RICHARD, MARK - American Literature of the Sea and Great Lakes

American Literature of the Sea and Great Lakes

RICHARD, MARK (1955- ). Author of the sea novel Fishboy (1993), Mark Richard (pronounced ree-SHARD) has been, at different times in his life, disc jockey, newspaperman, photographer, and private investigator. As a young man, Richard took time off from his study of journalism at Washington and Lee University to work on fishing boats up and down the eastern seaboard. In 1989 he published a collection of short stories, The Ice at the Bottom of the World, for which he was awarded a PEN/Hemingway prize and a Whiting Foundation grant. Included in this volume is the story “Fish- boy,” an early version of what would become Richard’s first novel. Most recently, Richard has published a second volume of stories, Charity (1998), in which the sea is only tangential.

Fishboy is a surrealistic account told by a young stowaway who jumps aboard a coastal fishing trawler manned by a haunted, homicidal crew. Spun with a dreamy, beyond-the-grave lyricism, Fishboy’s yarn is full of Gothic violence, dark humor, and insistent anatomical detail. As part of his own story, Fishboy passively records the stories of his shipmates, each of whom suffers some paranoid torment. Together, Fishboy’s narrative and these interior tales constitute an allusive anthology of bleak fables and fish stories. With its heightened rhetorical performance as well as its emphasis upon shared myths of guilt and redemption, Fishboy contains echoes of the King James Bible, the literary South, and, above all, sea authors such as Herman Melville,* Edgar Allan Poe,* and Peter Matthiessen.*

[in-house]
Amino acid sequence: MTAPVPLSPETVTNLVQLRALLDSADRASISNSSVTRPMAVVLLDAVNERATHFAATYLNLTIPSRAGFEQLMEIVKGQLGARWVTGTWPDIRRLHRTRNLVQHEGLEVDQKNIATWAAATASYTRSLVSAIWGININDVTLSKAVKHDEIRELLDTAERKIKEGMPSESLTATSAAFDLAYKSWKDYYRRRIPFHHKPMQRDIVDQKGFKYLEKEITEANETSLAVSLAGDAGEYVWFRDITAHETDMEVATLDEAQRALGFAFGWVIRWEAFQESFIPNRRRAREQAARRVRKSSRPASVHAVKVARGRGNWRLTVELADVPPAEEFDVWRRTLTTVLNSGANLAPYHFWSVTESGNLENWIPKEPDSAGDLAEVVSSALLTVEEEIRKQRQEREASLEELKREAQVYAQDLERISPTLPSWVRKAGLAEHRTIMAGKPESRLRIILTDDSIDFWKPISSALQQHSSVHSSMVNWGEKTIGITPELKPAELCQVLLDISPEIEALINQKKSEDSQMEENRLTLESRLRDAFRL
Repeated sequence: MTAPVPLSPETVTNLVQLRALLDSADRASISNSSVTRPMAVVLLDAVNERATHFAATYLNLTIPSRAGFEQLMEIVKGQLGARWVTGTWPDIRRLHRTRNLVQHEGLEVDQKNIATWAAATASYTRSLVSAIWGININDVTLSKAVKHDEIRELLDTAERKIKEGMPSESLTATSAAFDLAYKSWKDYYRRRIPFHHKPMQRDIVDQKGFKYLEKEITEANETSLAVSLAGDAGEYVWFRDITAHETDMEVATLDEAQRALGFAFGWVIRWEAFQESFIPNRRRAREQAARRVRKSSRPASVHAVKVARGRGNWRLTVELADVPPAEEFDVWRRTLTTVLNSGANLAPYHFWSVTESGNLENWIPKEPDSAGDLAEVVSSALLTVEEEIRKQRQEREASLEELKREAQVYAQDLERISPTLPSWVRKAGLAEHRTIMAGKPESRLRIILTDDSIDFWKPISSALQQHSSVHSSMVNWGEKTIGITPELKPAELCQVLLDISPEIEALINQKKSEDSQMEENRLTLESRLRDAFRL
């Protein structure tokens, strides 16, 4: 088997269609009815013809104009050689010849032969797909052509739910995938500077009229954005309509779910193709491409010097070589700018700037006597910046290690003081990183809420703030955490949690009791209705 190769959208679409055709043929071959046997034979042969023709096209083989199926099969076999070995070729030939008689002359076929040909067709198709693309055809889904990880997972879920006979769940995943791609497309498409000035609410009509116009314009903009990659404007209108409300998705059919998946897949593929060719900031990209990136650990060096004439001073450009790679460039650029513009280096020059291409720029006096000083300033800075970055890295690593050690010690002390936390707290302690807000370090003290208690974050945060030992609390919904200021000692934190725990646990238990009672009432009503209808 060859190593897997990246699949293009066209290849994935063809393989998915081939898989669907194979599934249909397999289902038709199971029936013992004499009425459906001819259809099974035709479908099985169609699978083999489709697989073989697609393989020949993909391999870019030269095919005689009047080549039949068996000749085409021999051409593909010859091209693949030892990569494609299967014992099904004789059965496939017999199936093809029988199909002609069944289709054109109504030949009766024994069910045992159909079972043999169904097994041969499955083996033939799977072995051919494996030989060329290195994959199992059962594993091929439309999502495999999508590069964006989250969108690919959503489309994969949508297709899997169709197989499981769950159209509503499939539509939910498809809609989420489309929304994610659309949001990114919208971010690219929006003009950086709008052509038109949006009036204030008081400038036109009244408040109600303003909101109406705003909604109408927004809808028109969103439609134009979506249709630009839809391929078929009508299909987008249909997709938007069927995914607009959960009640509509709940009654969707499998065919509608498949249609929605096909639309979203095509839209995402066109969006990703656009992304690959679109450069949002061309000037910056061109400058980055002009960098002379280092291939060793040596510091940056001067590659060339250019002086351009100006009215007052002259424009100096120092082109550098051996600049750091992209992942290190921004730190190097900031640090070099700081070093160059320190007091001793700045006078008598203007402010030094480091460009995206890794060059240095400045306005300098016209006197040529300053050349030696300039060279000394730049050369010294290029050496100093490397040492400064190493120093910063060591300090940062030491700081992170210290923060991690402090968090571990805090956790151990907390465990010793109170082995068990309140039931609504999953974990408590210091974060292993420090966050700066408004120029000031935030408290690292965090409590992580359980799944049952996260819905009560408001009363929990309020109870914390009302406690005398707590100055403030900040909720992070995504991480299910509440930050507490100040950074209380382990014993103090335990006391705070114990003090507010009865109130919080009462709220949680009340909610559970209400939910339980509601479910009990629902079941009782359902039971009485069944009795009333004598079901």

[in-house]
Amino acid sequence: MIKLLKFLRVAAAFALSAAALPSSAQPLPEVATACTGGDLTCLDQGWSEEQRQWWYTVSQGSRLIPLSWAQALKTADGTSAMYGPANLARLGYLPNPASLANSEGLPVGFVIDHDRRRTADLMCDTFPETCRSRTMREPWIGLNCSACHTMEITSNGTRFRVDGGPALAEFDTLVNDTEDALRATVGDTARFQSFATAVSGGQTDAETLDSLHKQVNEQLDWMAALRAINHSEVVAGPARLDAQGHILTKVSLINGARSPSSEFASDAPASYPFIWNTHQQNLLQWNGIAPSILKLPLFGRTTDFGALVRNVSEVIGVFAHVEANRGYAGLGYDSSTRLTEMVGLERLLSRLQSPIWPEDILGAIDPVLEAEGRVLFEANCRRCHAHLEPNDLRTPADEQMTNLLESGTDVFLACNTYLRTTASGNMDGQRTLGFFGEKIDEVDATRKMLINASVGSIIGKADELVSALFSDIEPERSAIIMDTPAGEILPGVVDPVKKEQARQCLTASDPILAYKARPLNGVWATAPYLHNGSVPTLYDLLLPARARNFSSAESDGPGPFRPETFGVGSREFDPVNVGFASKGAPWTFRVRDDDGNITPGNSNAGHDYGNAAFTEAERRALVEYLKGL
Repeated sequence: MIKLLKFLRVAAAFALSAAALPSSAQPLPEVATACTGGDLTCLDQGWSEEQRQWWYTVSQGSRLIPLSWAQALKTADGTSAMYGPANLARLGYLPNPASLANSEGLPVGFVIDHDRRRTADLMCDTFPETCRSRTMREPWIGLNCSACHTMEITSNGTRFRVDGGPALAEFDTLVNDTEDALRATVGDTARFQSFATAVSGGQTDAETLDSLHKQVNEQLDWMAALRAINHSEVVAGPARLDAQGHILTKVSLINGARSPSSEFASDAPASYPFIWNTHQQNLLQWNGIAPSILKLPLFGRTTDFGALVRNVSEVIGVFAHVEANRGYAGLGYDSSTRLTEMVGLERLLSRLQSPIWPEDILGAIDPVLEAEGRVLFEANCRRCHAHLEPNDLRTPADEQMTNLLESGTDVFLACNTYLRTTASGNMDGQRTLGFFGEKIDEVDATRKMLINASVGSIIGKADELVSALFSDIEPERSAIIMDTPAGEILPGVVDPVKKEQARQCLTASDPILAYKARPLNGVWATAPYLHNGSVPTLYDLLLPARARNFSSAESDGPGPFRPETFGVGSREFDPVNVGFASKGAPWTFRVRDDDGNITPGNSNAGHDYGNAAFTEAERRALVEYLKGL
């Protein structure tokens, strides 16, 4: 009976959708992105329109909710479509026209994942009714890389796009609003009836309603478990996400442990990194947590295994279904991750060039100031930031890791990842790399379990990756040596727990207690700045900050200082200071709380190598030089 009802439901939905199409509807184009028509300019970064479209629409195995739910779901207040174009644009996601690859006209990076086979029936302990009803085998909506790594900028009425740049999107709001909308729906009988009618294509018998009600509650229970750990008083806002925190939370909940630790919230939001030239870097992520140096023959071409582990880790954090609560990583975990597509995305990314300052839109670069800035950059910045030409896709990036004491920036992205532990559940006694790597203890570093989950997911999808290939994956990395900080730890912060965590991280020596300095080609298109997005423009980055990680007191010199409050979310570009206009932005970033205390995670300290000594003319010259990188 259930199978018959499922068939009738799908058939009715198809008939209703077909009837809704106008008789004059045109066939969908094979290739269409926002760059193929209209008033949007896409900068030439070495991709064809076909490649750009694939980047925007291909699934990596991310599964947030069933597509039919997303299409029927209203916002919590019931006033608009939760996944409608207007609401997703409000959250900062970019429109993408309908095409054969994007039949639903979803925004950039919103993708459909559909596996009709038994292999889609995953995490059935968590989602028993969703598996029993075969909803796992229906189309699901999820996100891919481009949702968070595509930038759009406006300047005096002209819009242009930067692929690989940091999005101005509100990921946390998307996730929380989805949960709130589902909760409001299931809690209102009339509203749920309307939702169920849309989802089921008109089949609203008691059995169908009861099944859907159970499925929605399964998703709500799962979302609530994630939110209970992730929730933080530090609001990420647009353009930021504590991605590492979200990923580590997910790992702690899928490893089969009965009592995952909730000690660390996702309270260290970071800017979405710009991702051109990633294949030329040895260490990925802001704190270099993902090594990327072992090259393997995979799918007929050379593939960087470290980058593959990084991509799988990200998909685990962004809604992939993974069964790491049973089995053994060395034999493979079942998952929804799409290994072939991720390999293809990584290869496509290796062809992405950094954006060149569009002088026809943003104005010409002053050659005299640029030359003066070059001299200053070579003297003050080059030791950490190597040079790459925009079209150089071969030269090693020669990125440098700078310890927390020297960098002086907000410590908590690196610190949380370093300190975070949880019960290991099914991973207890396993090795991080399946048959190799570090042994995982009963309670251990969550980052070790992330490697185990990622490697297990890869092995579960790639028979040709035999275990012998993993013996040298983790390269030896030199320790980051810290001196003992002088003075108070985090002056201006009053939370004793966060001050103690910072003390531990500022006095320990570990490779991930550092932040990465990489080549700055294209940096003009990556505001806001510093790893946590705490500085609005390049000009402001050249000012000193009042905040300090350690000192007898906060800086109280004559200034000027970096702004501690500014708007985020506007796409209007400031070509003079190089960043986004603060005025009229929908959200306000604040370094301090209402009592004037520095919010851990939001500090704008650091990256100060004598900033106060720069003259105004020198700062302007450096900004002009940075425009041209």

Hugh Egan